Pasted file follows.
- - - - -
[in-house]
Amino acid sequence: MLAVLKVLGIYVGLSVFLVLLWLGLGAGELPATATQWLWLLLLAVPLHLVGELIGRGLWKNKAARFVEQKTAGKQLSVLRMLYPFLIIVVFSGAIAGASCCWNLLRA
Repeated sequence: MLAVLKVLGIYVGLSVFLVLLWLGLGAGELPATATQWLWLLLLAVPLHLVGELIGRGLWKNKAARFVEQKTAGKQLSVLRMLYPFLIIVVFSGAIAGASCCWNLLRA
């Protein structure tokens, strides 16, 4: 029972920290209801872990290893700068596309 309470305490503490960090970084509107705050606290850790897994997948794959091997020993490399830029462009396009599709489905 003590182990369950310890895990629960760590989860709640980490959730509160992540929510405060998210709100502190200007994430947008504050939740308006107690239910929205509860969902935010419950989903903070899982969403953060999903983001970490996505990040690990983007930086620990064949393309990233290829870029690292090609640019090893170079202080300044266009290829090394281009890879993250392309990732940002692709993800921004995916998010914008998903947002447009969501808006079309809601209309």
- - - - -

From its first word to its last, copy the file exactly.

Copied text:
[in-house]
Amino acid sequence: MLAVLKVLGIYVGLSVFLVLLWLGLGAGELPATATQWLWLLLLAVPLHLVGELIGRGLWKNKAARFVEQKTAGKQLSVLRMLYPFLIIVVFSGAIAGASCCWNLLRA
Repeated sequence: MLAVLKVLGIYVGLSVFLVLLWLGLGAGELPATATQWLWLLLLAVPLHLVGELIGRGLWKNKAARFVEQKTAGKQLSVLRMLYPFLIIVVFSGAIAGASCCWNLLRA
């Protein structure tokens, strides 16, 4: 029972920290209801872990290893700068596309 309470305490503490960090970084509107705050606290850790897994997948794959091997020993490399830029462009396009599709489905 003590182990369950310890895990629960760590989860709640980490959730509160992540929510405060998210709100502190200007994430947008504050939740308006107690239910929205509860969902935010419950989903903070899982969403953060999903983001970490996505990040690990983007930086620990064949393309990233290829870029690292090609640019090893170079202080300044266009290829090394281009890879993250392309990732940002692709993800921004995916998010914008998903947002447009969501808006079309809601209309």